I realized that Yahoo! Search BOSS API was gone last month, now Bing is going to shut down its Search API and asking developers to move on to Windows Azure Marketplace, which, unfortunately, is same as Yahoo's new API, not free. This is the email I just received:

Dear Bing API Developer:

For the past several years, the Bing Search API has made search data available for developers to innovate and build upon. Today we are announcing that the Bing Search API will transition to an offering made available on the Windows Azure Marketplace. The Windows Azure Marketplace is a one stop shop for cloud data, apps, and services, including the Microsoft Translator API. Through this platform, developers can access hundreds of data sets and APIs and distribute their applications through the marketplace.

A few important things to note regarding the upcoming transition:
  • With the transition, Bing Search API developers will have access to fresher results, improved relevancy, and more opportunities to monetize their usage of the Search API. To offer these services at scale, we plan to move to a monthly subscription model. Developers can expect subscription pricing to start at approximately $40 (USD) per month for up to 20,000 queries each month.
  • The transition will begin in several weeks and will take a few months to complete. Developers will be encouraged to try the Bing Search API for free on the Windows Azure Marketplace during the transition period, before we begin charging for the service.
  • At this time, you can continue using Bing Search API 2.0 free of charge. After the transition period, Bing Search API 2.0 will no longer be available for free public use.
Details regarding the transition timeline, pricing structure, and other changes will be announced in upcoming weeks. In the meantime, we encourage you to explore the Windows Azure Marketplace and read the documentation. As a Bing Search API developer, you can expect the transition to involve targeting a new API end point, moderate changes to the request and response schemas, and a new security requirement to authenticate your application key. Developers using approximately 3 to 4 million queries and above can expect to transition through a separate process (details will be provided shortly).

We understand that many of you are using the API as an important element in your websites and applications, and we will continue to share details with you through the Bing Developer Blog as we approach the transition. We appreciate your patience during this time.

Bing Developer Team

If lucky, we will still have a few months of free Bing Search API.

Years ago, when you talked about an API, you just assumed that it's free for use. The only thing you need to care is not to violate the terms of use. To date, what you care are how much does it charge and what authentication model and library you should use.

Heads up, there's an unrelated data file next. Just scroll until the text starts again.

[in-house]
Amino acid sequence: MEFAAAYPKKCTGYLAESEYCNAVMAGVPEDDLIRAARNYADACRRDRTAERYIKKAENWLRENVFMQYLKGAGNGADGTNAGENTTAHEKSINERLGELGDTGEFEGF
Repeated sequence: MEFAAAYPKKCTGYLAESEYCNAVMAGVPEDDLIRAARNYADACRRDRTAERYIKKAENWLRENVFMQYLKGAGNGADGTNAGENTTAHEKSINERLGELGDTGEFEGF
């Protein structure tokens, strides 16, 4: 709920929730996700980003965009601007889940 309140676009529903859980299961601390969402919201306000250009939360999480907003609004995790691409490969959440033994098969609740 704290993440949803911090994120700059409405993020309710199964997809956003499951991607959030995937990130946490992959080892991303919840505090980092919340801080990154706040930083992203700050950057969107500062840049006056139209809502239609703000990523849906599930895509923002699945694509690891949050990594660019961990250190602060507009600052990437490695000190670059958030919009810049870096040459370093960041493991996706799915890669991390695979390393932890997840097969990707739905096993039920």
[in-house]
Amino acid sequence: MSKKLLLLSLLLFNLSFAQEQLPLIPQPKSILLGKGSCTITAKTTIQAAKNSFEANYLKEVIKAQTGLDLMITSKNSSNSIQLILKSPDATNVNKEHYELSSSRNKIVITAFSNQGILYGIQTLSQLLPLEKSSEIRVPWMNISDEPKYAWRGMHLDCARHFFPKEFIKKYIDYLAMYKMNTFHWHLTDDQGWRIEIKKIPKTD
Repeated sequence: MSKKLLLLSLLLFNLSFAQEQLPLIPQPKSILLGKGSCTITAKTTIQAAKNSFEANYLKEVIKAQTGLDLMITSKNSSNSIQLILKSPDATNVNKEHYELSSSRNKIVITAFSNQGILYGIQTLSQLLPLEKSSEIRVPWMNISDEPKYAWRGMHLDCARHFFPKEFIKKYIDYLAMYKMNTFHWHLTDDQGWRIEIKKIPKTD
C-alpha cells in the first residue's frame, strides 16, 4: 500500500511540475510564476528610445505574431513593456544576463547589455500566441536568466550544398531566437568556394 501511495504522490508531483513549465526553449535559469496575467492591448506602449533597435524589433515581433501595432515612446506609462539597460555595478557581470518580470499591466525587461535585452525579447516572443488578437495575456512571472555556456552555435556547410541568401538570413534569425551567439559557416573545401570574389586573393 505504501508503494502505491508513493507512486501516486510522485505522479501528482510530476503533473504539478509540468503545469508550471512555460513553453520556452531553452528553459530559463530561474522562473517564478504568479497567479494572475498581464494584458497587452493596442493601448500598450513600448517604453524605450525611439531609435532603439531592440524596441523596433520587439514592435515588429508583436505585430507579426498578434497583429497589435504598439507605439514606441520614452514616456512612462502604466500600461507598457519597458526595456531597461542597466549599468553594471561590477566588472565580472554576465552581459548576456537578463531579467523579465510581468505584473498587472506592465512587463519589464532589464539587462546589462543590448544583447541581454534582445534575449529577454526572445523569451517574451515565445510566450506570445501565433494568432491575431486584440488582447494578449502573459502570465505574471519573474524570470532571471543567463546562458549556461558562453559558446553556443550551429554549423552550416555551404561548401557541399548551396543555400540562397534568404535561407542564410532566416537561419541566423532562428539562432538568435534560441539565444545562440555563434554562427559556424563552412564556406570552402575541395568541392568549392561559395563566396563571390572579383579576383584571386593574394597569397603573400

APIs are getting more restrict, mind you it's not for security as the starting point, not entirely, but slightly rather for identifying the app which is accessing them.

One thing I really don't like is you have secret and/or key, then a hash. All is for the security. Even it's accessing public data, you may still be asked to sign your request. All I really want to do is
wget http://example.com/data
and process them in a shell script. But no, you have to go through a process in order to make sure everything is safe. It's harder and harder for shell scripts, even just to get a number via API.

I am sure in a near future, someone would ask "Anyone still remembers the HTTP Basic Authentication?" Maybe someday, OAuth will be supported by Wget or cURL.

Well, Bing Search isn't important to me, I only need a number from it and I can live without it.

Updated on 2012-05-20T06:26:05Z

I received another email and noticed this part:

For up to 5,000 queries per month, developers can access the API for free on the Windows Azure Marketplace. At this level, the large majority of our existing developers including non-profits, educational institutions, and smaller scale applications can continue using the service for free.

It sounds great for my usage of Bing Search since I only need a few API calls. However, after I signed up and got the new Account Key, I found out there is no data for total results from returned Atom (XML) or JSON format. In the end, I will still need to remove Bing Search, which will be gone on August 1, 2012.